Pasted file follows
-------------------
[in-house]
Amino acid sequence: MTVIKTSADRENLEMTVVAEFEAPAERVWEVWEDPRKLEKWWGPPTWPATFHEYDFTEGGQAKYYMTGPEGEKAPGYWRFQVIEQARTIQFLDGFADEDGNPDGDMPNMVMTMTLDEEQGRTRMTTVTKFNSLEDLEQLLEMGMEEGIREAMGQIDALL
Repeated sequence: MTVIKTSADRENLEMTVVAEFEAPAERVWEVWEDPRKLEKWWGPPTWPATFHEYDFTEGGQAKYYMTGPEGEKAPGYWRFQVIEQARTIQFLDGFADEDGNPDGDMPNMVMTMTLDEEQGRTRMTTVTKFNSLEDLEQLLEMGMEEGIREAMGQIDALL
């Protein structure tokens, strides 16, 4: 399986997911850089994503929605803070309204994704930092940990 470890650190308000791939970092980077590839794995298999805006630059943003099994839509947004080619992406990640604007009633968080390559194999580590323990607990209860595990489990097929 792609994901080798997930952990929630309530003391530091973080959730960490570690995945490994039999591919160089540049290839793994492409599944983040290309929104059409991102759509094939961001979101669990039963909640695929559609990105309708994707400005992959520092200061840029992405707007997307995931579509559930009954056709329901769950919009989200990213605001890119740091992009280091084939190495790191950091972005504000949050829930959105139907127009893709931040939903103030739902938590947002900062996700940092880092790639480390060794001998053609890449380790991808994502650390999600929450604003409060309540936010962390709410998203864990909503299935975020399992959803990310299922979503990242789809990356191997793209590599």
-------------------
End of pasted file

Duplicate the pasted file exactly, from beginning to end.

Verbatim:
[in-house]
Amino acid sequence: MTVIKTSADRENLEMTVVAEFEAPAERVWEVWEDPRKLEKWWGPPTWPATFHEYDFTEGGQAKYYMTGPEGEKAPGYWRFQVIEQARTIQFLDGFADEDGNPDGDMPNMVMTMTLDEEQGRTRMTTVTKFNSLEDLEQLLEMGMEEGIREAMGQIDALL
Repeated sequence: MTVIKTSADRENLEMTVVAEFEAPAERVWEVWEDPRKLEKWWGPPTWPATFHEYDFTEGGQAKYYMTGPEGEKAPGYWRFQVIEQARTIQFLDGFADEDGNPDGDMPNMVMTMTLDEEQGRTRMTTVTKFNSLEDLEQLLEMGMEEGIREAMGQIDALL
């Protein structure tokens, strides 16, 4: 399986997911850089994503929605803070309204994704930092940990 470890650190308000791939970092980077590839794995298999805006630059943003099994839509947004080619992406990640604007009633968080390559194999580590323990607990209860595990489990097929 792609994901080798997930952990929630309530003391530091973080959730960490570690995945490994039999591919160089540049290839793994492409599944983040290309929104059409991102759509094939961001979101669990039963909640695929559609990105309708994707400005992959520092200061840029992405707007997307995931579509559930009954056709329901769950919009989200990213605001890119740091992009280091084939190495790191950091972005504000949050829930959105139907127009893709931040939903103030739902938590947002900062996700940092880092790639480390060794001998053609890449380790991808994502650390999600929450604003409060309540936010962390709410998203864990909503299935975020399992959803990310299922979503990242789809990356191997793209590599």